A pharmacist against over-the-counter acid reducers

Dr. Laura Roxann Alexander
9 min readMar 29, 2023


According to the American Gastroenterological Association, approximately one-third of the U.S. population has gastroesophageal reflux disease (GERD). This approximation may be underestimated if you take into account the number of people who use these products without the guidance of a physician because they are available over the counter. What concerns me as a health professional and previous GERD sufferer are the serious health consequences of these medications and the almost total lack of diet and lifestyle interventions started by primary care doctors and specialists.

Acid reflux is not a genetic condition and can be eliminated with diet and lifestyle changes. There is no need for acid reducers long term unless a person has a condition known as Barrett's esophagitis. That means that the average person walking into the pharmacy suffering from heartburn is not getting the care they need to manage reflux, instead, they are purchasing a medication that may cause mineral and vitamin deficiencies, gastrointestinal overgrowths, and food intolerances. Proton-pump inhibitors should not be over the counter. The fact that they are and that no health professional is involved in the decision to take these medications is a serious health risk to the public.

What are the primary causes of heartburn?

There is no single cause of gastroesophageal reflux disease (GERD) and it is not because of too much stomach acid, but the acid in the wrong place. It occurs when the esophageal defenses are overwhelmed by gastric contents that reflux into the esophagus. This causes that burning, bloating, and pressure found right at top of the rib cage, around the end of the breast bone. About 30% of cases can result in damage to the esophagus and serious side effects such as esophagitis and Barrett’s esophagus, the latter can result in cancer if left untreated. Heartburn seems simple enough for most, you feel the burn, and you take a pill, but discovering the root cause can be complicated and involve multiple factors such as food quality and quantity, the timing of meals, allergies, and hydration levels. Because it is so multifaceted, a 20–30 minute consult with your general practitioner is not enough time to really delve into the root of the problem or problems, as in most cases.

Doctors and primary care offices are not the only parties involved in not spending enough time on this issue. Even as a pharmacist, I struggle to find time to provide adequate information to people seeking out acid reducers over the counter. The few times I have tried to delve into the diet, the customers responded with the statement, “oh, my doctor just said stay away from spicy foods and to take this pill.” Not only does it mean the customer most likely had a quick diagnosis and band-aid cure, but it means there will probably be minimum follow-up since they are purchasing OTC products. Of course, this statement applies to prescription drugs as well. So many people are seeking help, only to be ushered to the door, prescription in hand with not a clue why or what consequences may follow.

This type of care has been going on for years, and it is getting worse. There are so many things wrong with the traditional healthcare model. The amount of pills dispensed for every ill is both an economic and social issue. Both functional and naturopathic medicine are alternate models that focus on the functional imbalances that are causing the disease rather than treating a symptom or multiple symptoms at one time.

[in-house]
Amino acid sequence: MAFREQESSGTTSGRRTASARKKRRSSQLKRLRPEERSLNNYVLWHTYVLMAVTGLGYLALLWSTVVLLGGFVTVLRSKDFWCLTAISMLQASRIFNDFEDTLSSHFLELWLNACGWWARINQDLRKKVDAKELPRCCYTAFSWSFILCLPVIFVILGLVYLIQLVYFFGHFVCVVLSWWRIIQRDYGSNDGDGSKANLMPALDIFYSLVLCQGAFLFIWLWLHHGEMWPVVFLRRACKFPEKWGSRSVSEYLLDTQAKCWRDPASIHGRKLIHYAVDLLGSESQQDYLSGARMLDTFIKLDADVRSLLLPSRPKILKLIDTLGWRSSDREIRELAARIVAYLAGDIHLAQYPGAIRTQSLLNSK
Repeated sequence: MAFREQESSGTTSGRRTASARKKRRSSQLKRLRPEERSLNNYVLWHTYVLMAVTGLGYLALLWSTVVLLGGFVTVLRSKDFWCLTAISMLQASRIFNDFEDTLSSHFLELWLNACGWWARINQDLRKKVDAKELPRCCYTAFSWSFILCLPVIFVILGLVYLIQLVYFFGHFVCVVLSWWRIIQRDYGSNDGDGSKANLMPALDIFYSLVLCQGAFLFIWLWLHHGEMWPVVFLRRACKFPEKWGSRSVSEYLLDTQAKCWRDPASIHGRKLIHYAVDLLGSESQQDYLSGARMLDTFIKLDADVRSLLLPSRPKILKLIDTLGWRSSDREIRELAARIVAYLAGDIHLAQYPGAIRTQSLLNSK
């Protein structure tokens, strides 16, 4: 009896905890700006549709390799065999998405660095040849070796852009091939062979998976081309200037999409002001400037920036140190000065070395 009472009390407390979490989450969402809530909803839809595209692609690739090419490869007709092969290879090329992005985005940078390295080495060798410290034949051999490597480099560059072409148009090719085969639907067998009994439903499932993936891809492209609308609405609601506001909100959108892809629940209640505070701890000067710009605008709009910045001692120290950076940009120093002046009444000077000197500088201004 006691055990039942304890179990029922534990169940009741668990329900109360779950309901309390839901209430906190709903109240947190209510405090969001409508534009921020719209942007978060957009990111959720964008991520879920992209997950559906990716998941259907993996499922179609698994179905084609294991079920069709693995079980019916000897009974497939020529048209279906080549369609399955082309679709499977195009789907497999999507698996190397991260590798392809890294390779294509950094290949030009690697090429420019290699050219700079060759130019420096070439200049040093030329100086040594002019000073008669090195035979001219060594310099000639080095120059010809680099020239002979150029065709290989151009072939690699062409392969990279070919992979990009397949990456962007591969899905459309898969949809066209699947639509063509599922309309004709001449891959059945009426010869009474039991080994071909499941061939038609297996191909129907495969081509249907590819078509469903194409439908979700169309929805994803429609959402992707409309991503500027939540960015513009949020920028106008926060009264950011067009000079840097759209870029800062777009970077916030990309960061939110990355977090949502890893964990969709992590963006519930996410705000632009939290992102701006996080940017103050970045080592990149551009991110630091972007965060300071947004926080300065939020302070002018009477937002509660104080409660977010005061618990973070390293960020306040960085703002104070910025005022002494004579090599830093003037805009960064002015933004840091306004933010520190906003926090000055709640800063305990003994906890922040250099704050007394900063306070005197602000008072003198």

Functional medicine and naturopathic models take into account an individual's uniqueness and that one size does not fit all when it comes to healthcare. Why is this so important in reference to heartburn? Gastrointestinal dysfunction is often multifactorial and stress plays a huge part in decreasing gastrointestinal function and sadly, is often totally left out of the conversation. It isn’t as simple as eliminating processed foods or eating smaller meals, although both of those choices can greatly improve acid reflux symptoms. Resolving GERD permanently can be a long journey and both the patient and healthcare provider have to both be seeking the root cause of the disease. If your provider isn’t on that journey with you, then find a new provider. It is not acceptable to just take a pill without truly understanding why you would need a remedy in the first place.

The ultimate nutrient depleter

To my knowledge, there isn’t any other prescription medication that robs you of all essential nutrients like acid reducers, especially proton pump inhibitors. At least half of the drugs in the United States deplete specific nutrients. Combine multiple medications on top of acid reducers and you will have nutritional deficiencies, that is a fact. Nutritional deficiencies can show up as common disease symptoms which will get a diagnosis and another pill, adding risk to the patient for drug interactions as well as more deficiencies. While taking a proton pump inhibitor I struggled with leg cramps and muscle cramping almost every day. I took magnesium, which helped somewhat, but definitely didn’t stop the cramping. Several years ago I had a cramp in my foot that lasted so long that I went to the hospital for help. I couldn’t even walk. Looking back I am a little ashamed I didn’t put the pieces together. I didn’t even take any other medication. Proton pump inhibitors greatly reduce magnesium and potassium levels as well as all other minerals.

In Susie Cohen’s book “Drug Muggers”, she talks about the punch list of drug muggers and how certain medications can deplete the body in a variety of ways. Her book should be on the desk of every single physician in the US. I can’t tell you how often I have had conversations with physicians where they simply don’t believe me when I talk about nutrient deficiencies due to medications.

“You need concrete, nails, and wood to create a building. For the human body, you need….carbohydrates, protein, and healthy fats. But this foundation will do you no good if you don’t have the proper vitamins and minerals in it because then your body can’t synthesize new tissue or provide the cellular energy you need to move, breathe, and talk…..The cascading effect affects your quality of life and may remain undiscovered for years as you get on the medication merry-go-round.” Susie Cohen